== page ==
President Richard Nixon's National Health Strategy (1971)
- All employers required to provide basic health insurance, including a range of specific coverage requirements
- Employees required to share the cost of insurance, up to a cap
- Insurance companies can only vary benefit packages to an extent
- Special insurance programs at reasonable rates for self-employed and others
- Replace most of Medicaid for poor families with a completely federal plan open to any family below a certain income level; cost-sharing rises with income.
Obama came along, could not have been nicer or more gracious to the Right, and pushed a mandate-based national healthcare plan that was, frankly, more conservative than Nixon's plan was, and the Republicans immediately got all OH MY GOD! IT'S SOCIALISM! THEY'RE TRYING TO DO SOCIALISM TO US! OH GOD HOW COULD THEY BE SO CRUEL????
If they're going to have their tantrums anyway, why not go for what we actually want? And what would actually work well? And then, if it is what "the people" actually want, then they will vote out Republicans (and Democrats) who oppose it. Why not do what Republicans do and actually argue that the things we want are good and that we can make them happen? I mean, shit, Bill Barr is out here arguing that "the people" voted for Donald Trump to do all the crimes he wanted, and we can't say "The people voted for health care?" Really?
But I digress.
What, exactly, is more effective about saying "We want this thing... but we know people will hate it, so let's be extremely delicate about going through with it!" rather than saying "This is a good thing that people will like and should definitely get excited about!!" I don't get it, and no one, so far, has been able to explain to me why it is the best idea ever, and no one has ever been able to show me one instance ever of Republicans going "Oh wow, thank you for choosing the more moderate option here, allow us to repay your graciousness with some votes for a thing you want!"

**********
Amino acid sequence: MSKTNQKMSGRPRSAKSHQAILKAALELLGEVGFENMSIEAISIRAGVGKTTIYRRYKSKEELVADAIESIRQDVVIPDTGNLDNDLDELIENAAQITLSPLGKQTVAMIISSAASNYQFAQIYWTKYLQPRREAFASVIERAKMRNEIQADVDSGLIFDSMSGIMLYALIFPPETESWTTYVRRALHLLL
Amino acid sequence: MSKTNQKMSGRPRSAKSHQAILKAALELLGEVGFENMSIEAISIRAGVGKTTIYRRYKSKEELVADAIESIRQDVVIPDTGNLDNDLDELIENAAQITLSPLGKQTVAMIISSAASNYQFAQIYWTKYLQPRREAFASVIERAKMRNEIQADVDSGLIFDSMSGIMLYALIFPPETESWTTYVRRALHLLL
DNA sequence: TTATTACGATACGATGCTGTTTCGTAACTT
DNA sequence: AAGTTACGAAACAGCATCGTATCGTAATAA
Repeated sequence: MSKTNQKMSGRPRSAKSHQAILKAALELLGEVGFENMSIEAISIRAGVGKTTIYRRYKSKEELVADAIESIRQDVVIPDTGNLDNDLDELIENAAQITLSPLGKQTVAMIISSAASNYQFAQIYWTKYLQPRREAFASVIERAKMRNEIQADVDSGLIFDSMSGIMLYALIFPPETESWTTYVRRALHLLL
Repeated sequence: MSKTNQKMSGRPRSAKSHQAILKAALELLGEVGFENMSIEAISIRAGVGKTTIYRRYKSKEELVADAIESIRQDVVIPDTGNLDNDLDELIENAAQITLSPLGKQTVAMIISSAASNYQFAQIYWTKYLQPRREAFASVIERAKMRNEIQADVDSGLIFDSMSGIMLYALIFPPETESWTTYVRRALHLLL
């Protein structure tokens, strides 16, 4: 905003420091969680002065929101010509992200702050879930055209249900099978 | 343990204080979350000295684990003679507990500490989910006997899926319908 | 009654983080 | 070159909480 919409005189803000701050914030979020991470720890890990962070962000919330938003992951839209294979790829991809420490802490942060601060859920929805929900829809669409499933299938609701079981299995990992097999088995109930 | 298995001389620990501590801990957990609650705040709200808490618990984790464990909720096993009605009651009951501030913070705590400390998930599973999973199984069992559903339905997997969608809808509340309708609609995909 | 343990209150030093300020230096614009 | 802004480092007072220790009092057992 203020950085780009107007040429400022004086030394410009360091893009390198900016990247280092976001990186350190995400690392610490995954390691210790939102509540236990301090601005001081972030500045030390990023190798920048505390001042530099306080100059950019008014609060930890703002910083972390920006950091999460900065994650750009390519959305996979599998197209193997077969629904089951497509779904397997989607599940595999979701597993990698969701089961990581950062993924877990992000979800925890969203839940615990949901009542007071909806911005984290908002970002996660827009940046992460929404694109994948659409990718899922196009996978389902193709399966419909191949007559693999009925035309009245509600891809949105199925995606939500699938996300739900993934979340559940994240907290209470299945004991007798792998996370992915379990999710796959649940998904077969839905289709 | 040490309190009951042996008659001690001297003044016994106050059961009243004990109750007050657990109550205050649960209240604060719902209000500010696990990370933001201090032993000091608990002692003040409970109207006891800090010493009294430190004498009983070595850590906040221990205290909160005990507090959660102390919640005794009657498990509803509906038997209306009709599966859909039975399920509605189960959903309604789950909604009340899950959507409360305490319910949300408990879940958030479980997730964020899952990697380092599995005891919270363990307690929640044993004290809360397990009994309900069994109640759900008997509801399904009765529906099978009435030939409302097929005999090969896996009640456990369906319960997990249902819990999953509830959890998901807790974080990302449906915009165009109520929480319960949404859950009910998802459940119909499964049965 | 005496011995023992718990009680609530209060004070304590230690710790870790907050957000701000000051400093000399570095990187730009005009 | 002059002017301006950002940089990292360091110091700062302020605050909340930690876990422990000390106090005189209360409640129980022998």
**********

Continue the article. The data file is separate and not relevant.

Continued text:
Tell me one time it's worked and I swear I will start pretending that everything we all want is bad stuff that people don't want and that we can never make happen in real life.
ANYWAY. I am done ranting and this is now your open thread. Where, if you like, you can tell me all about the time that going around saying "Well, we know everyone will be repulsed by this idea and that we can never get it passed so let's try to implement it VERY, VERY slowly" was an effective strategy of any kind, for anything.
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Robyn Pennacchia is a brilliant, fabulously talented and visually stunning angel of a human being, who shrugged off what she is pretty sure would have been a Tony Award-winning career in musical theater in order to write about stuff on the internet. In addition to her work at Wonkette, she also has a biweekly column at Dame. Follow her on Twitter at @RobynElyse